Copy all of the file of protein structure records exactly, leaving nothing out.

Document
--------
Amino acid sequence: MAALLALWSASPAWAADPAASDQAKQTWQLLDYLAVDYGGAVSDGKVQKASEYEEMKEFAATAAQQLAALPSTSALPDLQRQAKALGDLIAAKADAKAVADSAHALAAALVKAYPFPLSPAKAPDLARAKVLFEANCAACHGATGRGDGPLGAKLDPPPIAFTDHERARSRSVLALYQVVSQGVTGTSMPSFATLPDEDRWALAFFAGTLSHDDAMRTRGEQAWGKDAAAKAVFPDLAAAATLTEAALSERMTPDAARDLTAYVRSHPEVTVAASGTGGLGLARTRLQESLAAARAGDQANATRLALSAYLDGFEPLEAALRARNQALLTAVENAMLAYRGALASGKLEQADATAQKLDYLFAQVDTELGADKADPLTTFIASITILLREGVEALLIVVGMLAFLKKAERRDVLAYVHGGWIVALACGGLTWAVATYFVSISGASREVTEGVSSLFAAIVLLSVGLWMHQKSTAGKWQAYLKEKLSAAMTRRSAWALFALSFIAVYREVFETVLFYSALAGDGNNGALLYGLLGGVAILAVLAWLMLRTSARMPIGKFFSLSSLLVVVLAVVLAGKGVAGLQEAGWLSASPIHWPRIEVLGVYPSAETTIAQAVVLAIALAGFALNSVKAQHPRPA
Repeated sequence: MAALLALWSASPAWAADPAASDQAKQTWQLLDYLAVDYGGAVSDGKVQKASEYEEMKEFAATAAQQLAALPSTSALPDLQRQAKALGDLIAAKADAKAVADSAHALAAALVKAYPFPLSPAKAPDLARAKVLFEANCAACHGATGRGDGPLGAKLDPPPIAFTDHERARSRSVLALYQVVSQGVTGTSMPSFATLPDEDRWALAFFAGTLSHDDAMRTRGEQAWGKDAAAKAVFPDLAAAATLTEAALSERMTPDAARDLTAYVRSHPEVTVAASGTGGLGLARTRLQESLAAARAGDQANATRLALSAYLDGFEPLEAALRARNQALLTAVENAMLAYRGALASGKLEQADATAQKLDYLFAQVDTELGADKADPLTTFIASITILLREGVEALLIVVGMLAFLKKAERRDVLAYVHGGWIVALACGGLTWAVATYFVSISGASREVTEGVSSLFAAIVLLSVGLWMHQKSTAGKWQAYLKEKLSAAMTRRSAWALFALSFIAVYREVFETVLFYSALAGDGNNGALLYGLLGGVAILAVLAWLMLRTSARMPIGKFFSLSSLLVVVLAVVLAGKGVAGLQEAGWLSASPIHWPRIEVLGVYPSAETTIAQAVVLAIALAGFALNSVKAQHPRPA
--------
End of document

Amino acid sequence: MAALLALWSASPAWAADPAASDQAKQTWQLLDYLAVDYGGAVSDGKVQKASEYEEMKEFAATAAQQLAALPSTSALPDLQRQAKALGDLIAAKADAKAVADSAHALAAALVKAYPFPLSPAKAPDLARAKVLFEANCAACHGATGRGDGPLGAKLDPPPIAFTDHERARSRSVLALYQVVSQGVTGTSMPSFATLPDEDRWALAFFAGTLSHDDAMRTRGEQAWGKDAAAKAVFPDLAAAATLTEAALSERMTPDAARDLTAYVRSHPEVTVAASGTGGLGLARTRLQESLAAARAGDQANATRLALSAYLDGFEPLEAALRARNQALLTAVENAMLAYRGALASGKLEQADATAQKLDYLFAQVDTELGADKADPLTTFIASITILLREGVEALLIVVGMLAFLKKAERRDVLAYVHGGWIVALACGGLTWAVATYFVSISGASREVTEGVSSLFAAIVLLSVGLWMHQKSTAGKWQAYLKEKLSAAMTRRSAWALFALSFIAVYREVFETVLFYSALAGDGNNGALLYGLLGGVAILAVLAWLMLRTSARMPIGKFFSLSSLLVVVLAVVLAGKGVAGLQEAGWLSASPIHWPRIEVLGVYPSAETTIAQAVVLAIALAGFALNSVKAQHPRPA
Repeated sequence: MAALLALWSASPAWAADPAASDQAKQTWQLLDYLAVDYGGAVSDGKVQKASEYEEMKEFAATAAQQLAALPSTSALPDLQRQAKALGDLIAAKADAKAVADSAHALAAALVKAYPFPLSPAKAPDLARAKVLFEANCAACHGATGRGDGPLGAKLDPPPIAFTDHERARSRSVLALYQVVSQGVTGTSMPSFATLPDEDRWALAFFAGTLSHDDAMRTRGEQAWGKDAAAKAVFPDLAAAATLTEAALSERMTPDAARDLTAYVRSHPEVTVAASGTGGLGLARTRLQESLAAARAGDQANATRLALSAYLDGFEPLEAALRARNQALLTAVENAMLAYRGALASGKLEQADATAQKLDYLFAQVDTELGADKADPLTTFIASITILLREGVEALLIVVGMLAFLKKAERRDVLAYVHGGWIVALACGGLTWAVATYFVSISGASREVTEGVSSLFAAIVLLSVGLWMHQKSTAGKWQAYLKEKLSAAMTRRSAWALFALSFIAVYREVFETVLFYSALAGDGNNGALLYGLLGGVAILAVLAWLMLRTSARMPIGKFFSLSSLLVVVLAVVLAGKGVAGLQEAGWLSASPIHWPRIEVLGVYPSAETTIAQAVVLAIALAGFALNSVKAQHPRPA